Premier League Winners – Who Are The Most Memorable Champions?


It takes a Herculean effort to sustain the level of brilliance required to win the Premier League title. It is easily the most popular sports league in the world, and all the teams are flush with cash after receiving their share of the eye-watering TV deals. That makes the level of competition extremely high, and it is fiendishly difficult to rack up enough points to seize the crown. Every winner deserves a great deal of praise, but these teams stand out as the most memorable champions in Premier League history:

Man City, 2017-18

Pep Guardiola’s men became the first team to secure 100 Premier League points when they sauntered to the title in 2018. The football they played was spellbinding. Belgian playmaker Kevin De Bruyne conducted the orchestra alongside the supremely talented David Silva, while Sergio Aguero, Raheem Sterling and Leroy Sané were banging in goals for fun. Fernandinho performed all the dirty work in midfield, Vincent Kompany led the defence with aplomb, Kyle Walker was terrific down the right flank and Ederson ushered in a new era of ball-playing goalkeepers.

Man City were streets ahead of their peers that season and they ended up finishing 19 points clear of second placed Man Utd. The following season, Liverpool managed to secure 97 points and Man City had to win their final 13 games in a row to end up with 98 points and narrowly defend their title. This term, Man City are still one of the top picks in the Premier League predictions, but they lag well behind the Jurgen Klopp’s magnificent Liverpool side in the title race, and the Reds could end up breaking City’s 100-point record.

Arsenal, 2003-04

The Gunners remain the only team to ever go an entire Premier League season without losing a single game. The Invincibles boasted the perfect blend of steel and flair. Patrick Viera, Gilberto Silva, Sol Campbell, Kolo Touré and Jens Lehmann provided a formidable spine to the team, while Dennis Bergkamp served as playmaker in chief. Robert Pires, Freddie Ljungberg, Ashley Cole and Lauren offered pace and dynamism down the flanks, and the irrepressible Thierry Henry led the charge with the sort of skill and grace that most players could only dream of.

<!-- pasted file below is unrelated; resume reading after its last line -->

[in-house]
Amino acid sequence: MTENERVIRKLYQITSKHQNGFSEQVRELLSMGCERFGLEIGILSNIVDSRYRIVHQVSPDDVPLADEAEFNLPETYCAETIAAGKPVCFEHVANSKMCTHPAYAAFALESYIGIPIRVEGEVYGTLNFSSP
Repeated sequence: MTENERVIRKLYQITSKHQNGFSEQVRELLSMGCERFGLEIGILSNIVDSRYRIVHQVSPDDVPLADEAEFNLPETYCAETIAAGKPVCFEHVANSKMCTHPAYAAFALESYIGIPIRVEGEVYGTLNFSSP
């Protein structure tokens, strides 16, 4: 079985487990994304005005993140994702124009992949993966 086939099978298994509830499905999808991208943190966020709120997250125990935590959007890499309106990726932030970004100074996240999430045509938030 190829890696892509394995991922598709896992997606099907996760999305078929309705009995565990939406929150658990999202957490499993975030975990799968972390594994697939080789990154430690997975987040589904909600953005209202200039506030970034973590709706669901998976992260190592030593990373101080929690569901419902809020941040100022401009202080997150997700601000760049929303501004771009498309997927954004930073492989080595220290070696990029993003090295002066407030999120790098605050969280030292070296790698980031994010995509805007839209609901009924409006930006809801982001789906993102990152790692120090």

Arsenal only managed 90 points that season, but it still left them 11 points clear of nouveau riche rivals Chelsea. The most impressive statistic was that big fat zero in the loss column, as they won 26 games and drew the other 12. Arsene Wenger brought in Jose Reyes for £17 million in the January transfer window and his arrival helped the side maintain their momentum, while squad players like Sylvain Wiltord, Edu and Kanu played their part. The standout game was a 4-2 victory over Liverpool, when an Henry hat-trick sent them seven points clear at the top of the table in April.

Leicester, 2015-16

The Foxes were assigned odds of 5,000/1 to win the Premier League title in 2015-16. To put that into context, the odds were shorter on Prime Minister David Cameron quitting his job and taking over as manager of Aston Villa, the team he claims to support. Leicester had battled bravely against relegation the previous season, and they were given little chance of challenging for the title during an era dominated by the so-called Big Four.

Yet Leicester were absolutely sensational that season. N’Golo Kante was the star of the show, bossing the midfield every time he stepped onto the pitch. Striker Jamie Vardy banged in 24 goals and provided 11 eight assists, while Riyad Mahrez chipped in 17 goals and 10 assists. The former was named Football Writers’ Player of the Year and the latter won PFA Player of the Year. Leicester produced a number of astonishing results over the course of the season, and they ended up finishing 10 points clear of second placed Arsenal. A number of punters backed the Foxes at 5,000/1 and their triumph sparked mass celebrations.

Man Utd, 1998-99

Man Utd are by far and away the most successful team in Premier League history. They absolutely dominated this competition during Sir Alex Ferguson’s reign, winning 13 titles. Yet the one team that really stands out is the treble-winning side of 1998-99. It boasted the arguably the greatest midfield ever seen in the English game, featuring Ryan Giggs, Paul Scholes, Roy Keane and David Beckham. Fergie rotated Dwight Yorke, Andy Cole, Teddy Sheringham and Ole Gunnar Solskjaer up front, while Jaap Stam was an absolute colossus at the back, along with Gary Neville, Dennis Irwin, Ronny Johnsen and the legendary Peter Schmeichel in goal.